Grandfathers and Grandkids: Broken Tools
A weed eater that refuses to start no matter how many times I pull its cardiac-event-inducing rope. A leaf blower cut from the same cloth. An asthmatic air compressor. Pliers that no longer … ply (is that even a word?). And, well, you get the idea. My tools are broken.
It seems like just yesterday when I could sound the alarm, calling all my tools to be ready at a moment’s notice. And there they’d stand, handle to handle with looks of determination on their gleaming metal surfaces. Together, we could build or fix anything.
Recently, however, when I called my tools to action their response was lackluster at best. Why, it nearly took an act of congress (well, a congress that will actually do something) to get them out of their drawers and off the garage shelves.
When I finally managed to assemble my once faithful tools … well, I could hardly believe my eyes. What had happened to my rugged and sturdy friends? The screwdrivers, for example, were nervous and barely able to stop trembling long enough to connect with the slots on the screws needed to secure pictures and other do-dads to our freshly painted walls. Other hand tools were equally as shaky. It was a true puzzle. After all, they were all perfectly fine when I put them away after our last team venture.
Nuts, bolts, nails, and other fasteners were also in on the mysterious rebellion. The boxes of screws that line my workshop shelves quickly stepped forward to mess with me as well. That’s right, sometime between the last project and the new one, my assortment of sneaky drywall screws had reduced the size of the text on their containers. I couldn’t read the labels! I think it’s an attempt to prevent me from using any, keeping their twisted family members together.
There’s more—worn out wrenches, dead drill batteries, and to top it all off, my hammers are heavier than they used to be. What, I wondered, could they have possibly consumed that caused them to add all that extra weight? Was it due to a lack of exercise? Adding insult to injury, some prick glued my sledgehammer to the floor. Can’t budge it.
So, standing in the center of my workshop I slowly examined each item on each of the shelves. I was a visitor to an old-tools retirement home. Then it hit me, and my mind took me back to when I was a kid staying with my grandparents, something I did every summer.
Grandfathers Can Do Anything!
My grandfather was extremely handy. He could build, fix, paint, hammer with the best of them. In fact, he may very well have been the best fixer-upper man on the planet. In my eyes, he was the king of all things hammer and nails. I watched him work and, in turn, I learned his secrets. AND, I recalled that he performed his DIY miracles using…broken tools. Yes, his tools, too, were in a shoddy state—hints of decay, worn pull-ropes, dents, nicks, scratches, and so on.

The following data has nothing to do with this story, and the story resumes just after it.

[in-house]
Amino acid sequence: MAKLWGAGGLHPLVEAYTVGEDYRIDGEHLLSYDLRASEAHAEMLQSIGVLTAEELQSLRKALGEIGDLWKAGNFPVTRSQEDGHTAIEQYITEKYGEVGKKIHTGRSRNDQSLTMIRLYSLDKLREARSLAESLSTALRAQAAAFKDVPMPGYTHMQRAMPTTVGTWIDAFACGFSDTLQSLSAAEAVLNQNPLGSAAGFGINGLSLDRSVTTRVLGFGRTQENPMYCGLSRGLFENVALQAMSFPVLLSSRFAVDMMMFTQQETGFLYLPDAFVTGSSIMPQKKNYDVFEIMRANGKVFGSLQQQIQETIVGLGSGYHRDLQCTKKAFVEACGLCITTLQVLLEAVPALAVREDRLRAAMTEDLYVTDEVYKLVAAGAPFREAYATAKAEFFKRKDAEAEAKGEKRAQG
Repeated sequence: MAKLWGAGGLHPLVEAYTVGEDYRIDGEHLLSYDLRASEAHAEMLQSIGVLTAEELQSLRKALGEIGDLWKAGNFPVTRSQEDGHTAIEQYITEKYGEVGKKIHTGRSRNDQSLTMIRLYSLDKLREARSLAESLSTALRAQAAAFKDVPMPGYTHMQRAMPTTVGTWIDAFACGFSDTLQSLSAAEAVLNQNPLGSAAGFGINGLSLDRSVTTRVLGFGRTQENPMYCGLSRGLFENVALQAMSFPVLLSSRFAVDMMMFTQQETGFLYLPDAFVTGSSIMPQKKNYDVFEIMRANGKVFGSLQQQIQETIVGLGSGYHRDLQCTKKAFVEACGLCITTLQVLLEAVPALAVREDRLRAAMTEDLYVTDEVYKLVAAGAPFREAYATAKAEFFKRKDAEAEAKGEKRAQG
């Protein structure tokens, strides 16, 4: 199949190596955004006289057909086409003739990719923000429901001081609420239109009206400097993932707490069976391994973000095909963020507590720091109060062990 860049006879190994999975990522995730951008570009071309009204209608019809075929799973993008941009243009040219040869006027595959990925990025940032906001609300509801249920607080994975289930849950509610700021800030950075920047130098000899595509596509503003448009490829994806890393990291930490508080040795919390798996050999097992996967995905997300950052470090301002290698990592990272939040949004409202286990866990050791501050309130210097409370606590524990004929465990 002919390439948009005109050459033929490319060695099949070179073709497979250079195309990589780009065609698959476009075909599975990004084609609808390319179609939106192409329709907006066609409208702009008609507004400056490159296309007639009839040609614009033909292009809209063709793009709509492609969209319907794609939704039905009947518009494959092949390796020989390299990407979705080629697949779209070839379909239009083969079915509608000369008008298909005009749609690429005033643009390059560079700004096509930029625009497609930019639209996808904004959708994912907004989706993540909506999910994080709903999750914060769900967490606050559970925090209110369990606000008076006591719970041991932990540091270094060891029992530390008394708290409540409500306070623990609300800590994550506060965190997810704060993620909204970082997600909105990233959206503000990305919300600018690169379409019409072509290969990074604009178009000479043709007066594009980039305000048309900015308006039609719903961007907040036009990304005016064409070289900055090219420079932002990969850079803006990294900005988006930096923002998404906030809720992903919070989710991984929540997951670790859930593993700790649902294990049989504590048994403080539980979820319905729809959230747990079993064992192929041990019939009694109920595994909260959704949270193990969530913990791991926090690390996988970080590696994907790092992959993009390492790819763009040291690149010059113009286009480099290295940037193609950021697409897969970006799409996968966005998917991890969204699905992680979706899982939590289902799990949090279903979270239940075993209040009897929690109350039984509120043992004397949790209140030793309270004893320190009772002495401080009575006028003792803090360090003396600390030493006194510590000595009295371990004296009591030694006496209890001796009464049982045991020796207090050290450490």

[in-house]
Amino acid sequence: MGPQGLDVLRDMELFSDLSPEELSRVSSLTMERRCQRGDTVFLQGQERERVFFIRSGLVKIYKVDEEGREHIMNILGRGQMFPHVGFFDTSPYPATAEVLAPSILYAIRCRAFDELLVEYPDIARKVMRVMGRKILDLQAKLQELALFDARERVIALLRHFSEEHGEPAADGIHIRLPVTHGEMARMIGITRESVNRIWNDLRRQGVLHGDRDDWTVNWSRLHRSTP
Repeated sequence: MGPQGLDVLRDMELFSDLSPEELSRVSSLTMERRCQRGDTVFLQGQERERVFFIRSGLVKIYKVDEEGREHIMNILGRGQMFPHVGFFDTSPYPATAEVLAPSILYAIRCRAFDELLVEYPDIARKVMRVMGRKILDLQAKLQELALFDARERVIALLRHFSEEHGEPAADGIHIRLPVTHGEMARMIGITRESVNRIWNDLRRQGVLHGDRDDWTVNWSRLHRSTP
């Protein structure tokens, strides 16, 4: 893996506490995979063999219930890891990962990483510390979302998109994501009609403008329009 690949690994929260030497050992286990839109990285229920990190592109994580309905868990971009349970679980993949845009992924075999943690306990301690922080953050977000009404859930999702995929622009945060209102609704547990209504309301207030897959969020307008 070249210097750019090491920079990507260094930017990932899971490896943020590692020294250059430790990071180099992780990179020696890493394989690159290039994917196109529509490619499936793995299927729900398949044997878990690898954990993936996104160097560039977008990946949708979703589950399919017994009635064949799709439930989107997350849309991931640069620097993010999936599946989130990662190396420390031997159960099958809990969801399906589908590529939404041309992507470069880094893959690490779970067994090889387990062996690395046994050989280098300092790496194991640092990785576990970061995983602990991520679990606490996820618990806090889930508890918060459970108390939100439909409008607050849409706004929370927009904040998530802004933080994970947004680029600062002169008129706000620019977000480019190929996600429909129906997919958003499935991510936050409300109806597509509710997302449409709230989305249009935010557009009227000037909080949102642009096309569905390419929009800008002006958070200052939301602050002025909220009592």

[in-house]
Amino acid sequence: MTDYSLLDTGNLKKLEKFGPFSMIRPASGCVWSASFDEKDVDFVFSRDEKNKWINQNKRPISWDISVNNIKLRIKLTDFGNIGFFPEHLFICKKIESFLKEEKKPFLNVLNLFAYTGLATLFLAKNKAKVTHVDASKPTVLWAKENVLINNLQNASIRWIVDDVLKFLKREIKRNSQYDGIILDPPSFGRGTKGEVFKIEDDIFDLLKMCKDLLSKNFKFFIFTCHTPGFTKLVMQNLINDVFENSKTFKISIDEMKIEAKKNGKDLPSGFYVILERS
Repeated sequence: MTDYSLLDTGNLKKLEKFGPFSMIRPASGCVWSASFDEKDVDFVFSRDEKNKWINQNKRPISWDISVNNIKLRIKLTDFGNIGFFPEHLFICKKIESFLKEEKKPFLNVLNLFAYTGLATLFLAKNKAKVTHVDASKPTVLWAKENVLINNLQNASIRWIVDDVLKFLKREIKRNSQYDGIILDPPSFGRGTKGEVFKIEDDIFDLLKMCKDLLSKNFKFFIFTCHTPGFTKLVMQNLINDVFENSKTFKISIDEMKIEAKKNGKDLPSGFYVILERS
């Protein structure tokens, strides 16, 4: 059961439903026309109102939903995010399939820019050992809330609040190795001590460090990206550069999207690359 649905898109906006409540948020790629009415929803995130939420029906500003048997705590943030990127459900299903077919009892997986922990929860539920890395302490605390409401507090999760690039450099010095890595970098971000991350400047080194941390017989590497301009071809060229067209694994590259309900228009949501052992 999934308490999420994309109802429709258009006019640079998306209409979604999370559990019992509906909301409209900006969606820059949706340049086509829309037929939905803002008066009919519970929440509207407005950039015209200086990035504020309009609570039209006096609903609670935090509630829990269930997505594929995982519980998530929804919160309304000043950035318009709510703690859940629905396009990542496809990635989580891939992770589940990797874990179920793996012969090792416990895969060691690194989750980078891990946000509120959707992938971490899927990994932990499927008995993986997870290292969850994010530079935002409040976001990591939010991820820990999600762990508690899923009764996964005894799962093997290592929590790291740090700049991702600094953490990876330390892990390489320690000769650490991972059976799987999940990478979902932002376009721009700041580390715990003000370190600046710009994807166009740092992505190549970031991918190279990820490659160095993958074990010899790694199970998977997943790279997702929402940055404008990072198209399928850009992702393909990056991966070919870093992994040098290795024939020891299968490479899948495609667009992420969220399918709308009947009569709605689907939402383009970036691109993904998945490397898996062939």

My fingers in those days, small and stubby, were not of sufficient length to fully close around the handle of my grandfather’s rusty-red pipe wrench. Nor were my young muscles strong enough to heft the blasted thing from its spot in my grandfather’s homemade wooden toolbox, a box filled with damaged goods. While digging through the vast assortment of antiquities, I remember thinking that when I grew up I’d never let my tools get in such a state.
My Grandfather’s Toolbox
Well, it’s been fifty years since I first dug my paws around in my grandfather’s toolbox. It took me that entire half-century to realize that broken tools are THE sign that someone has reached the threshold that divides the uphill climb of youth to the point where it all goes downhill. And there, my friends, is the place where I am today, in the midst of broken tools. I have become my grandfather.
Now, I could sit around the house and pout and whine about my advancing years and the dismembered and rusty work implements in my garage. But that’s not me. I’m not yet ready to totally succumb to the dreaded “broken tool syndrome.”
In fact, I did what all adult men should do at the first sign of the dreaded disease. I drove straight to a local home improvement store where I purchased a new, battery-powered weed eater and a battery-powered leaf blower. Why battery power? Because I’m too freakin’ old to pull those ropes! That’s why. Besides, the city doesn’t allow large livestock (grazing animals) in our yards. They do, however, allow residents to own a few chickens, but they only eat bugs, not grass and weeds.
Yes, my tools are broken, but I’m not stupid. I know I’ve grown older and arthritis doesn’t permit me to do many of things I used to enjoy. Yard work falls directly into this category. Sadly, I’ve had to hire a professional to assist me with my outdoor chores. Fortunately, we get along just fine. He’s a bit stubborn at times, but gets the job done.
By the way, the hammer pictured above (with the broken mirror) belonged to my grandfather. Prior to his ownership, it belonged to his father. I still use it.
Grandfathers and Grandkids: Broken Tools
I plan to pass on all of my grandfather’s tools to our grandson, Tyler. Actually, he first used a couple of them when he helped me with a project several years ago. His hands were small, too small to hold them properly, but he tried. We even used some of those tools to cobble together a few wooden toys—police tools. And then we played cops and robbers, for hours.
Several years have passed since those days. Tyler is now in high school. He’s a champion wrestler and martial artist with a room filled with trophies and numerous other awards.
It was an important moment for me, the day I first placed one of my grandfather’s tools into the hands of my grandson. Silly, I know. I also know the sentiment surrounding these tools will most likely fade with time, possibly as soon as the day I’m no longer here.
Still, I will rest easy knowing they’re in Tyler’s hands.